Welcome to Pedagogy   |   Sign In

Resource Library

Respiratory Resources
Select the category of resources from the menu above or browse this list for available resources





Guide to Lung Sounds

The vibration of the vocal chords as air circulates through the respiratory system makes different sounds depending on the conditions of the airways. Lung ausultation is the assessment of such noises through the use of tools like the stethoscope. Lung sounds may be abnormal or adventitious, meaning that noises may sound layered. These problematic noises may be caused by bronchitis, asthma, a foreign body, pneumonia, heart failure, and chronic obstructive pulmonary disease (COPD). Due to the severity of some of these possible causes, healtchare professionals should have the ability to quickly identify the different lung noises so that underlying issues may be addressed.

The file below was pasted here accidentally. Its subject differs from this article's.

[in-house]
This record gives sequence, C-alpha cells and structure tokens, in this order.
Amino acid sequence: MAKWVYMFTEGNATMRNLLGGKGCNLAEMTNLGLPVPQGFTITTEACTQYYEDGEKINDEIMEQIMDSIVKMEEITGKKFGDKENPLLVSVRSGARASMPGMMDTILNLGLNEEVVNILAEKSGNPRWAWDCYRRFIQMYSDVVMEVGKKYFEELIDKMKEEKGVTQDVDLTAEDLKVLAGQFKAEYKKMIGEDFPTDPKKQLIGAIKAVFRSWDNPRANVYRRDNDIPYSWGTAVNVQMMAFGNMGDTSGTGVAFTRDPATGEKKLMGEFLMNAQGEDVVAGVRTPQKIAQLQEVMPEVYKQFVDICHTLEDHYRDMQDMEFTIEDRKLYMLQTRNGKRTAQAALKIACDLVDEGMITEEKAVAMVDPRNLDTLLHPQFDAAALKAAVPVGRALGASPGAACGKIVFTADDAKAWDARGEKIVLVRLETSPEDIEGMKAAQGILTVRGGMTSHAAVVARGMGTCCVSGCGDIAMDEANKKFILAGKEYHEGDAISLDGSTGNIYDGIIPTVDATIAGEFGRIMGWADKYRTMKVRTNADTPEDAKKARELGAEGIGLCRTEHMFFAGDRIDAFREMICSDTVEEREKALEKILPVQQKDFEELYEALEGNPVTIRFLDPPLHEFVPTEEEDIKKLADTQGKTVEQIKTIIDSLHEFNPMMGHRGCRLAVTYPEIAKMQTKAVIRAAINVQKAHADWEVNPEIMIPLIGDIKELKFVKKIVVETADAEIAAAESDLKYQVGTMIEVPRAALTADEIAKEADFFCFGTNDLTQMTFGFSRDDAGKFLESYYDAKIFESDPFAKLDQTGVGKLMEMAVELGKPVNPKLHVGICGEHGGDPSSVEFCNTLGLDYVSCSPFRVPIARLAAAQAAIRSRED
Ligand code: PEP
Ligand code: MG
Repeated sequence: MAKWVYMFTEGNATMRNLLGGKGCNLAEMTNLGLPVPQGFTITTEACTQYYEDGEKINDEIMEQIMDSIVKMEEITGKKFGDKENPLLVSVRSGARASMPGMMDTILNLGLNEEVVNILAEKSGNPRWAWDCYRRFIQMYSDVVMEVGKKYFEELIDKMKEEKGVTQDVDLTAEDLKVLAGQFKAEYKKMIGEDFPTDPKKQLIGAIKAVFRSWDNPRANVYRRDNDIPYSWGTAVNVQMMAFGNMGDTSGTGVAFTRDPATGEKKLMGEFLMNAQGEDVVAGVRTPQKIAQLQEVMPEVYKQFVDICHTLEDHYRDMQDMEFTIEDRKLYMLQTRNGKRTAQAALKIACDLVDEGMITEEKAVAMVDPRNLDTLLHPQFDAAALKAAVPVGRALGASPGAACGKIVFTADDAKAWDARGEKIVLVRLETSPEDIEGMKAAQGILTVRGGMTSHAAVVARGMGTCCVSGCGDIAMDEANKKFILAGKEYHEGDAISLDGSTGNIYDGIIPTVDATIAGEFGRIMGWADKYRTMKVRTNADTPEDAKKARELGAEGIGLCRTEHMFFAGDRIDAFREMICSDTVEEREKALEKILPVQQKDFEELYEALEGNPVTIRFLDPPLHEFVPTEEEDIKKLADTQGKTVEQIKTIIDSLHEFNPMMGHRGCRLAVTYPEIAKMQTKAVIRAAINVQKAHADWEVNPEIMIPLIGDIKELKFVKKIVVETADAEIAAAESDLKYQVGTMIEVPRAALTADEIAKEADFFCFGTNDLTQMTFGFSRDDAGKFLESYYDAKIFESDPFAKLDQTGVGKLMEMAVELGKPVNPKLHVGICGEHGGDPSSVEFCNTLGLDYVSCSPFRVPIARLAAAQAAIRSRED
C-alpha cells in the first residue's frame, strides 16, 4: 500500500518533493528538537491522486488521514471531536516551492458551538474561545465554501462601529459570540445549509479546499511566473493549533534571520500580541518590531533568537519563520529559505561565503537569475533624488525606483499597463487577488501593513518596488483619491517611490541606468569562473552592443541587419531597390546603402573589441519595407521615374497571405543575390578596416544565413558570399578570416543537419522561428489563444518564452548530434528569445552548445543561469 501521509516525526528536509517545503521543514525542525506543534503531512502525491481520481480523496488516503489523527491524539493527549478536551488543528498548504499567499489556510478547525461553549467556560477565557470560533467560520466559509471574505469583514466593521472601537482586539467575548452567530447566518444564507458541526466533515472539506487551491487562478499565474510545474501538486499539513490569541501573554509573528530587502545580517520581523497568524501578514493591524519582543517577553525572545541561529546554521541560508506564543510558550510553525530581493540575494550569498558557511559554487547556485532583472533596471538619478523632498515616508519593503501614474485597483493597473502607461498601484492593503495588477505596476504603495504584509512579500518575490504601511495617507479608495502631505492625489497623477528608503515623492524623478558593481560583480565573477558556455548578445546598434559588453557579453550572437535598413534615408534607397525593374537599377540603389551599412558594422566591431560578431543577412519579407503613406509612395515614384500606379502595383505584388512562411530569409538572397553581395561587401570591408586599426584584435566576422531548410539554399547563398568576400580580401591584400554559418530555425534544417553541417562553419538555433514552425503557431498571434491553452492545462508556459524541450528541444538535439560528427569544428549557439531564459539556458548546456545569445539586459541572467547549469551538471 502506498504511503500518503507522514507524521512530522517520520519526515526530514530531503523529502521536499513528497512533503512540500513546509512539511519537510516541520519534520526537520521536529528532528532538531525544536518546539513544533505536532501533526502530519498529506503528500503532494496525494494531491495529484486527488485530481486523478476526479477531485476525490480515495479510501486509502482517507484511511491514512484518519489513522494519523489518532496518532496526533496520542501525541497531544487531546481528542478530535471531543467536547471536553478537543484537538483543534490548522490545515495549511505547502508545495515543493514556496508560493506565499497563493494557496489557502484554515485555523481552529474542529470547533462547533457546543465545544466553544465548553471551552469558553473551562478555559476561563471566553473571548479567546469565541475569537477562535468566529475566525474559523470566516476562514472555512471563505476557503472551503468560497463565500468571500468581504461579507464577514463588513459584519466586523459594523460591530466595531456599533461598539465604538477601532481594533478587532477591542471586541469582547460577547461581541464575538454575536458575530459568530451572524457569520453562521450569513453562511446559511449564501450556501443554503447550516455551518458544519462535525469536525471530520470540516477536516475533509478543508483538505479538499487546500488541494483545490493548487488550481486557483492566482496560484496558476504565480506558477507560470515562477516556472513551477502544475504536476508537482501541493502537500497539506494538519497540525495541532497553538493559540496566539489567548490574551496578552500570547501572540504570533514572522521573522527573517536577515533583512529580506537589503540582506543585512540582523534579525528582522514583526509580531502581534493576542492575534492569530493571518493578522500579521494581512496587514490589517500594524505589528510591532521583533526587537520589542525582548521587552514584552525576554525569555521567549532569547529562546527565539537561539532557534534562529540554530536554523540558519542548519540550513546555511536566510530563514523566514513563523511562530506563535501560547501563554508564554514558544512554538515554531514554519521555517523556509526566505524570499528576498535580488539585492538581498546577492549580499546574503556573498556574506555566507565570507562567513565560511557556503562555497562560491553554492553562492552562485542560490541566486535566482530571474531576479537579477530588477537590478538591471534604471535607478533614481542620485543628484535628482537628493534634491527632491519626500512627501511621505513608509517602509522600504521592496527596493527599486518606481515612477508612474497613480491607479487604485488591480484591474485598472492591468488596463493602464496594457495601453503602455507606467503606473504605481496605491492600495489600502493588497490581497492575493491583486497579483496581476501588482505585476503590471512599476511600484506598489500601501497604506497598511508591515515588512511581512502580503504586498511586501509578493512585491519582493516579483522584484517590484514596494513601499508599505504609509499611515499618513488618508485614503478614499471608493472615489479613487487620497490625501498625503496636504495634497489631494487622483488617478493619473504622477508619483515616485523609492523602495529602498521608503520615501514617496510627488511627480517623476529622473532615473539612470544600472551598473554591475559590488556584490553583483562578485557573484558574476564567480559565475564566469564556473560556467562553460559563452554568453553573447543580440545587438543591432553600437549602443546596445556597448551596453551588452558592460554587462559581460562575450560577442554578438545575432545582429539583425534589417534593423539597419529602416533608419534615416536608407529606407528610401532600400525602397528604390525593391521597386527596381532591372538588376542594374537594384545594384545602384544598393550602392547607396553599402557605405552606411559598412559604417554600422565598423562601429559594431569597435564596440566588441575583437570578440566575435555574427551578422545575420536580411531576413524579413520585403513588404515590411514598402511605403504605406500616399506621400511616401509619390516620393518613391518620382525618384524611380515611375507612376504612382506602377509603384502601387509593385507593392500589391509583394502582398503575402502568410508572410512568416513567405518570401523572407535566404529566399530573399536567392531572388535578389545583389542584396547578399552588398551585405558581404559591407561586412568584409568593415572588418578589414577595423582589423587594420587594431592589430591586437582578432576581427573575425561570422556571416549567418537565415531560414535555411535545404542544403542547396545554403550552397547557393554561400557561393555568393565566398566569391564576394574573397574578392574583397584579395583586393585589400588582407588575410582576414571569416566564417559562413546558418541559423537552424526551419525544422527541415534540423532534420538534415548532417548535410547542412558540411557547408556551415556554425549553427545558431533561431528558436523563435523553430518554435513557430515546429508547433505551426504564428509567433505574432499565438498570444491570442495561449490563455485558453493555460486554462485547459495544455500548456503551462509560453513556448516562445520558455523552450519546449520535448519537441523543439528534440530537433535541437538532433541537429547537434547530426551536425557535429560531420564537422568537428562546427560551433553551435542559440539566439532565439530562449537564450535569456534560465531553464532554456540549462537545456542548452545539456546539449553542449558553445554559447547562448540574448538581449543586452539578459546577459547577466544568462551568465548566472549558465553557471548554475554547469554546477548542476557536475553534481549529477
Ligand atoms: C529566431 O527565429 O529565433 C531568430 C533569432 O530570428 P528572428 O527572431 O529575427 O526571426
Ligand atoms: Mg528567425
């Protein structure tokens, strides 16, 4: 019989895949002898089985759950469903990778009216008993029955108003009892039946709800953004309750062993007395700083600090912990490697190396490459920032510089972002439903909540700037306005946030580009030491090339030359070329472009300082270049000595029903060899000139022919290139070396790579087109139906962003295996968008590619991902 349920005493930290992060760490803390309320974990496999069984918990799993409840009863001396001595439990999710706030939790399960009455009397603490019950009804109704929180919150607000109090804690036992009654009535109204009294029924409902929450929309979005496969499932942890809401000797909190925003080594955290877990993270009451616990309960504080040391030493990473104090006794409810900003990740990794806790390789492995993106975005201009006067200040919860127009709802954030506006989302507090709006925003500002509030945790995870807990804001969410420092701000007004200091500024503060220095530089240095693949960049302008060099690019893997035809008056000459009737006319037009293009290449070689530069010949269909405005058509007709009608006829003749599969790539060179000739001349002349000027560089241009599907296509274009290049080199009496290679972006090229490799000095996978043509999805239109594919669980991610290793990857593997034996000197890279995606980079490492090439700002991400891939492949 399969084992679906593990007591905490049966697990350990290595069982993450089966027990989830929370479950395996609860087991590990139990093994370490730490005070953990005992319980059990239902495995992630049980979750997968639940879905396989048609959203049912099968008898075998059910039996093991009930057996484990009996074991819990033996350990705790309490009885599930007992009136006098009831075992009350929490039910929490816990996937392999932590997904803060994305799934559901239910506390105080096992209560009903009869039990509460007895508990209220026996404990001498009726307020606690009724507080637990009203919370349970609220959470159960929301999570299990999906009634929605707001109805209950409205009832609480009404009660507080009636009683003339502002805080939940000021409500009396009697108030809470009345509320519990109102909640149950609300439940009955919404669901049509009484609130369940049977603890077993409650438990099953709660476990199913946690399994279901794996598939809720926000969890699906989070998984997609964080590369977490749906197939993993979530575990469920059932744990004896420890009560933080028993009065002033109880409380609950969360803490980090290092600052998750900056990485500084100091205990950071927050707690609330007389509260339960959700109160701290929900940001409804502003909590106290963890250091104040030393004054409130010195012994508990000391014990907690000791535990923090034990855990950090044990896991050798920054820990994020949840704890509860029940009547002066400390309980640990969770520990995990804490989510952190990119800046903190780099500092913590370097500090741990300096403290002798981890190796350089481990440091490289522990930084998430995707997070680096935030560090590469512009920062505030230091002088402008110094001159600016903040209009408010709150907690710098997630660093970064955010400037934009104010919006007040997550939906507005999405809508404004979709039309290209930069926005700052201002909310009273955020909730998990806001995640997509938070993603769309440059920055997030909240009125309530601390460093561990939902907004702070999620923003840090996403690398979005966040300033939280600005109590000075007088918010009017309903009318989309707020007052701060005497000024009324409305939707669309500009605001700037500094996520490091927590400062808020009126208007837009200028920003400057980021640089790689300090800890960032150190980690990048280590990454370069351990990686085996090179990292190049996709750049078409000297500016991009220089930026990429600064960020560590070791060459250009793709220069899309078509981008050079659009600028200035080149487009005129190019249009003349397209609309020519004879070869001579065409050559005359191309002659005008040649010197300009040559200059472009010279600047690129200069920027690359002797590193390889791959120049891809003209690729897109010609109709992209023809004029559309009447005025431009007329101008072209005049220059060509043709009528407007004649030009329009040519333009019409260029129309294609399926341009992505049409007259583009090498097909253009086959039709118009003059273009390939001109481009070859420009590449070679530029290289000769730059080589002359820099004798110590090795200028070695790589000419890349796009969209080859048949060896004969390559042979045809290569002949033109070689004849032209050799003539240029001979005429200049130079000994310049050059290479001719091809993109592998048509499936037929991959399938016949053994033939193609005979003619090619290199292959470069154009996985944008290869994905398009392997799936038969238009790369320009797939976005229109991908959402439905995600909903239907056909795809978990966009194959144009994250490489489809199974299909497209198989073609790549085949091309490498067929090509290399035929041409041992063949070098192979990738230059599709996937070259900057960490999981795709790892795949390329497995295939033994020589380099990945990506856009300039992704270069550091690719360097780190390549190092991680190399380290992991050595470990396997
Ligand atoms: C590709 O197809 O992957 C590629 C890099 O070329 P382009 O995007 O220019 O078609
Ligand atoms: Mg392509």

Download a printable copy of the Guide to Lung Sounds

This reference correlates to the courses in the Basic and Advanced Respiratory Education Package.

 
The Guide to Lung Sounds




Ronchi (Rattles)
  • Continuous, low-pitched, coarse, rattling sound
  • Heard on both inhalation and exhalation
  • Usually caused by a blockage or secretions in upper airway
  • Location: trachea & bronchi

Stridor
  • Continuous, high-pitched wheezing sometimes described as “musical”
  • Mostly inspiratory but may be heard on exhalation
  • Caused by disrupted airflow, croup, infection, or a foreign object
  • Location: trachea & bronchi
 
Wheezing
  • High-pitched expiratory noise; may be heard with­out a stetho­scope
  • Caused by narrowed airways
  • Associated with asthma and COPD
  • Location: throughout entire lung
 
Rales (Crackles)
  • Discontinuous bubbling/popping that may sound similar to pulling apart velcro
  • Heard on inhalation and can be further described as coarse, fine, moist, or dry
  • May be caused by collapsed airways and/or alveoli “popping open”
  • Location: lower lobes
 
Pleural Friction Rubs
  • Low-pitched, grating, or creaking heard during exhalation
  • Caused by inflamed pleural surfaces rubbing against each other
  • Location: usually localized to small area

Copyright © 2020 Pedagogy, Inc. All Rights Reserved.



Powered by Kentico